are about half a million keys to check. This project will give you some
appreciation of exhaustive key attacks on DES. Minimal credit will be
given to programs that make elementary transformations to reduce to
the regular DES situation. 50-75 points.
17. The purpose of this project is to compute the approximate density of
primes. It is an attempt to answer the questions 'how many primes are
there between 1 and n?' or 'asymptotically how many primes are there
between m and n, where m and n are very large integers?'
The project consists of two parts:
a) write a probabilistic prime generator in C++ (using BIGNUM).
Use the Miller-Rabin algorithm discussed in Stinson to
determine probabilistic primes.
b) and use the program of part a) to calculate the density of
primes between 1 and 10e12 and test against the prediction of
the famous prime number theorem.
18. a)Implement El-Gamal's method using either Bignum (C++) or LIP (C).
To undertake this project now will mean reading ahead. Material
in Stinson can be found starting on page 162. Your program should
be able to correctly encrypt and decrypt using large integers.
Develop your code for this method. Don't use public domain
code. 40-60 points
b) Implement Shanks algorithm (space-time tradeoff) to attack the
Discrete Log problem using Bignum or LIP. Show with computational
examples how this program can break cases of encryption formed
in part a). 30-50 points
19. Write a program using Bignum or LIP (or possibly Java) which
implements RSA using computations in the Galois field GF(2^n)
where n is fairly large. This project is well suited for those
who did project 15. Your program should successfully encrypt and
decrypt text files of any length. 40-60 points.
20. Write a program using Bignum or LIP (or possibly Java) which
implements the Knapsack Cipher (Merkle-Hellman). Your block size
should be at least 64 bits.
To start this project now you will need to read ahead in Stinson.
The appropriate material begins on page 191. 40-60 points.
21. Need just a few points. Use Bignum, LIP or Java to implement a
version of the Chinese Remainder Theorem where the program can
either read input from a file or the user can enter it at the terminal.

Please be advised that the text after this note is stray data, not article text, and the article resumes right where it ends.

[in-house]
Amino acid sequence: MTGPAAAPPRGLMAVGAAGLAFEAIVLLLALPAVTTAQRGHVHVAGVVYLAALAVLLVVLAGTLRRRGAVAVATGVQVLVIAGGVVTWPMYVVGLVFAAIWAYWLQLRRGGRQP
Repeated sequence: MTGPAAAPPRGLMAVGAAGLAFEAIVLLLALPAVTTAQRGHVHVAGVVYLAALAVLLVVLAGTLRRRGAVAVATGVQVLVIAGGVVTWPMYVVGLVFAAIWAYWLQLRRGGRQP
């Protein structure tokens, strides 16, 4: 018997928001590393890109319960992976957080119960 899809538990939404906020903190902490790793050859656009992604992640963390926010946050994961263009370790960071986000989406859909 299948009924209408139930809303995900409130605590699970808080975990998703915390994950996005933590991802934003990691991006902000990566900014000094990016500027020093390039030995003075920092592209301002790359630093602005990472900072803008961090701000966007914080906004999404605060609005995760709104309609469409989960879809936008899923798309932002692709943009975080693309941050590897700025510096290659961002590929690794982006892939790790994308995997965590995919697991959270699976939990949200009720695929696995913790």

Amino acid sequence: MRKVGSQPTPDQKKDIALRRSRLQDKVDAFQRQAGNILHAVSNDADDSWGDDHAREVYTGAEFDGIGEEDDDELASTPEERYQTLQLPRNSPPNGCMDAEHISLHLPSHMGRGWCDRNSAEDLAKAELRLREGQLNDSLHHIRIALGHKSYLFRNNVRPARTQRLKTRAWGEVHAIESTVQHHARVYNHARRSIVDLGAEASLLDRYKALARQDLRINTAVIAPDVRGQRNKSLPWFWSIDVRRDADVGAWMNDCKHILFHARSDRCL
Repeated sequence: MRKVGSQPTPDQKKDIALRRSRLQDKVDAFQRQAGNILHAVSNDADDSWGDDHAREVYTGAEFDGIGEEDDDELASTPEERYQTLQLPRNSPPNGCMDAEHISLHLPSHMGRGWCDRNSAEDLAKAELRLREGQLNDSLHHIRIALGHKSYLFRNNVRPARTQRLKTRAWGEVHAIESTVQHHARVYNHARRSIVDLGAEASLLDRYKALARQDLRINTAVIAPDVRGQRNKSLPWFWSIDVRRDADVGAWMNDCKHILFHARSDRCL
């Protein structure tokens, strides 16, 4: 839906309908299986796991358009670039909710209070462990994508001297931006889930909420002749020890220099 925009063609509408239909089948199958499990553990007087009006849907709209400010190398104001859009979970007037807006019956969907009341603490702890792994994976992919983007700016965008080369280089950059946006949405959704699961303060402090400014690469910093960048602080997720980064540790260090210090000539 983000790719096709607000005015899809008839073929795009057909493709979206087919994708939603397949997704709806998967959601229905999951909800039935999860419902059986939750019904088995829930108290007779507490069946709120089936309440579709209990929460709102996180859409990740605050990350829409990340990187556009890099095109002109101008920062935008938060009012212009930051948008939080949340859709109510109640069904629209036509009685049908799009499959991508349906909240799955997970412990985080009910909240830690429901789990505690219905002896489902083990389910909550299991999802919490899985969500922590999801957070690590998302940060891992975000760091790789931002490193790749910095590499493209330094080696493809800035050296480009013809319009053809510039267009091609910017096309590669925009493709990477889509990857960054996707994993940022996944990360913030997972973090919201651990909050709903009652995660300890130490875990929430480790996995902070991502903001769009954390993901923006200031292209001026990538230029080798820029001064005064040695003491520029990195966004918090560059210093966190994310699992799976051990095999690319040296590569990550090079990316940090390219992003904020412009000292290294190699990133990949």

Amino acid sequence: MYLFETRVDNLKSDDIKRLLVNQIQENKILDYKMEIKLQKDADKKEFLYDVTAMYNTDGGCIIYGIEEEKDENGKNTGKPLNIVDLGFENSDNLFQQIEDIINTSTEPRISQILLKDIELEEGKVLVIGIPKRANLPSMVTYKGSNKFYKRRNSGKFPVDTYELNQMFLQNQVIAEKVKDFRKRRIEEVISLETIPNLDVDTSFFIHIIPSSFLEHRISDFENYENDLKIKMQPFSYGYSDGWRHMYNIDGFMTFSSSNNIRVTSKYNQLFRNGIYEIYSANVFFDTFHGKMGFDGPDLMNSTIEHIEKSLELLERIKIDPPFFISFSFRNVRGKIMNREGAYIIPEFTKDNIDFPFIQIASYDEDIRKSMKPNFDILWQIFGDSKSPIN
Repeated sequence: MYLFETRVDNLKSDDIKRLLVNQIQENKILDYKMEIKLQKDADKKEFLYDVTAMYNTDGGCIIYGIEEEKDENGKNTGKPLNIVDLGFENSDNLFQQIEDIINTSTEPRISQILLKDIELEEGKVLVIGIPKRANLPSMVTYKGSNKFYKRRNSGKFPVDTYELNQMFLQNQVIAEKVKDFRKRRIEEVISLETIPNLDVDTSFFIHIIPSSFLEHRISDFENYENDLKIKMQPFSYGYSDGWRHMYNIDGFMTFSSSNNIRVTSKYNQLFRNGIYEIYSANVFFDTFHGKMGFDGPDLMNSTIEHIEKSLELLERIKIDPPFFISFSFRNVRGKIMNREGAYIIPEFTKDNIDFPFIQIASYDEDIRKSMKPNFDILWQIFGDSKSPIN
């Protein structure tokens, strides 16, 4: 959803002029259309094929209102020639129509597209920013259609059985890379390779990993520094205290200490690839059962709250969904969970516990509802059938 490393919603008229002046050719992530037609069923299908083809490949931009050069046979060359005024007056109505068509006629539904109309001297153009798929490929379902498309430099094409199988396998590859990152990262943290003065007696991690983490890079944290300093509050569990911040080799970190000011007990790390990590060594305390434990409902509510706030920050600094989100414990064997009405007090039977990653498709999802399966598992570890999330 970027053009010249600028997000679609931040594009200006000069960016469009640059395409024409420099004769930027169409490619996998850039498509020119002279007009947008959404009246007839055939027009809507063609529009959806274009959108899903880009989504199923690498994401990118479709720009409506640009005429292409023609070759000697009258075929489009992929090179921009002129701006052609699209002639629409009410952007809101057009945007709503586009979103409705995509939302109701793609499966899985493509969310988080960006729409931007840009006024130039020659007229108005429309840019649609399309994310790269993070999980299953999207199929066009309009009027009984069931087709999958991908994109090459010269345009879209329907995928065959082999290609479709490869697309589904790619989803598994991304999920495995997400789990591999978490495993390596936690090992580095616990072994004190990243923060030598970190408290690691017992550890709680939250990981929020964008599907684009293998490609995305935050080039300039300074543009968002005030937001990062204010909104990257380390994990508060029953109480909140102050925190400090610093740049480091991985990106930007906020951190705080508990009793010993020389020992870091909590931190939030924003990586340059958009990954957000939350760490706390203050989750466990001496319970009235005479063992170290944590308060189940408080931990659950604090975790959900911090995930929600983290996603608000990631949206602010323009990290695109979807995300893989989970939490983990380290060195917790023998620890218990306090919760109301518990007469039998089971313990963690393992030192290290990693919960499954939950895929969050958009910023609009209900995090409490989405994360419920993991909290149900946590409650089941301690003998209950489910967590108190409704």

22. I have a version of Pollard's p-1 method written in C using LIP
which is not working correctly. This program needs to be debugged
and overhauled. If you are interested in this project you should
talk to me first.
23. Implement with another class mate the secret key exchange method
of Diffie Hellman. Write the code using some extended integer
The number exchanged should be at least 30 digits.
24. Several students in the past have written applications which perform
linear algebra in a mod system. However these efforts can definitely
be improved on. Write a program which allows the user to read in
a matrix, matrices, or linear system and specify a modulus. The
user should be able to specify that he/she wants:
matrix multiplication or
solution of a linear system or
or the inverse (if it exists) of a given matrix
with respect to a mod system that is he/she
specifies. If the matrix is singular an
appropriate message should be given.
Results should be able to be written out to a file.
25. For this project you may do any of a,b, or c independently.
However if you are going to do b) you should probably do a)
a) Write a program which implements the method of 'fractionated
Morse code'. Use a 0 for . (dot), 1 for (dash), and 2 for |
(separator). Your program should be able to encrypt and decrypt
files or plaintext from the keyboard.
b) Write a program which attempts to break a cipher of the type
in part a. See the handout for suggestions.(40-50 points)
The number of points will depend in large part how successful
your program is. Your program should expect input from a
ascii or binary file.
c) Morse code redivision- plaintext in morse code can be manipulated
to possible yield latent messages. As an example....take the
word THREE. In morse code this is 1 0000 010 0 0 which can be
rewritten (redivisioned) 1000 001 000 which is the morse for BUS.
Write a program which will convert a document to morse then
look for 'meaningful' submessages. You might consider this project
in conjunction with project 5.(You might want to see the
book 'Times 17' by Gareth Penn, and his theories about the
infamous Zodiac killer). points depend on how well your program
works -- somewhere between 40 and 60. Extra points for Java
26. Write a program which performs anagramming of a given phrase.
That is given a phrase is should construct all (most) meaningfull
anagrams of that phrase. Some programs of this type can be found
on the internet. In order to get a good idea of what is required for
this project you should investigate some of these anagramming
demonstations. The length of the phrase should be up to at least
20 characters. A successful program could be integrated with our
columnar transposition tools. You will receive bonus points if do
the integration with one of our existing columnar transposition tools.
The number of points awarded will depend
on how successful your program is. The number should vary between
40 and 80. Extra bonus points for Java applets.
27. Implement LFSR encryption and decryption at the bit level. Your
implemention should closely follow the details of the method as
it was discussed in class and is discussed in the text. Your
program should read from a file and produce an encrypted binary
file (not a text file of 0's and 1's - that's too inefficient with
space.) 40 - 50 points